(De) Colonizing Research? Biopower, Whiteness, and the Stranger in Research Ethics Protocol Involving Aboriginal Peoples

By Elizabeth Manning.

Published by The International Journal of Civic, Political, and Community Studies

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Given the recent release of the Tri-Council Policy Statement 2 (TCPS 2; CIHR, NSERC, and SSHRC, 2010), it is timely to review its implications as the national ethical guidelines for all academic research in Canada. The section I focus on is specifically on the chapter that guides research involving Indigenous peoples. I engage in a critical race analysis of how race is deployed in this federal policy on research ethics. Informed by Foucault (2003), Moreton-Robinson (2006), and Ahmed (2000), I begin by establishing this conceptual framework, which uses biopower, whiteness, and “the stranger.” Through exploring how these concepts may work together, I offer a conceptual framework to examine race in the TCPS2. Next, I discuss the TCPS2 chapter on Indigenous peoples in research, followed by my analysis of this section. I look to answer the question: what deployments of race are exposed when analyzing the TCPS2 using biopower, whiteness, and the stranger? To conclude, I look to expose these deployments of race through this unique analytic framework. I hope to contribute to the exist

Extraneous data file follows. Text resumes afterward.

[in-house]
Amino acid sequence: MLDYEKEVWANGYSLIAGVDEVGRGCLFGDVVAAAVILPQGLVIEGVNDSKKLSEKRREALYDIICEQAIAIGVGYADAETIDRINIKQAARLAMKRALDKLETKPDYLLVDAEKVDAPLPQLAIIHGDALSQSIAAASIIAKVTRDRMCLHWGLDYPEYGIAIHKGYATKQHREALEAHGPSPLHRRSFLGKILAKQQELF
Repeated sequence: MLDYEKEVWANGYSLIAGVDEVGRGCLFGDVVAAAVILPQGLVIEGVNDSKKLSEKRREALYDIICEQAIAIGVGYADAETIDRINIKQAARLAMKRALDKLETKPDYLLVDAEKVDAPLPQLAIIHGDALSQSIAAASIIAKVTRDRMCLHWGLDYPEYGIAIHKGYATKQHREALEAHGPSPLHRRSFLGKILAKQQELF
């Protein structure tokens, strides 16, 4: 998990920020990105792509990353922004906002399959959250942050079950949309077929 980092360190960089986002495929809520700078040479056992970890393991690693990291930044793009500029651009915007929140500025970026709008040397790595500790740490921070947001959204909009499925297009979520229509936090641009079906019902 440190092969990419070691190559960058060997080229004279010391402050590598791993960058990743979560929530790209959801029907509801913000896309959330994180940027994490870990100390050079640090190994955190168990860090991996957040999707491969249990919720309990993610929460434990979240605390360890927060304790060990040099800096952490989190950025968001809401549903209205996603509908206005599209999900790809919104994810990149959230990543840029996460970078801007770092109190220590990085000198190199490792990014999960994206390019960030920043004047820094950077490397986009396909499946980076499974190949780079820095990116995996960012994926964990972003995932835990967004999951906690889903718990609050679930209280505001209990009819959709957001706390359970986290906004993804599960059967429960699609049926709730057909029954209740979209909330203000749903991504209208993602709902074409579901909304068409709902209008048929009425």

Keywords: Tri-Council Policy Statement 2, Aboriginal Peoples, Indigenous Peoples, Research Policy, Research Ethics, Critical Race Theory, Biopower, Whiteness

The International Journal of Civic, Political, and Community Studies, Volume 10, Issue 4, 2012, pp.7-18. Article: Print (Spiral Bound). Article: Electronic (PDF File; 296.379KB).

Elizabeth Manning

Simon Fraser University, Vancouver, BC, Canada

Eli Manning is a doctoral student in the Department of Gender, Sexuality, and Women's Studies at Simon Fraser University in Vancouver. She became involved in HIV/AIDS work initially as a social worker, but quickly became an activist and, much later, an emerging academic. Having worked in an HIV community health centre for nearly a decade, she brings clinical experience to her research work in HIV, gender, sex, and sexuality.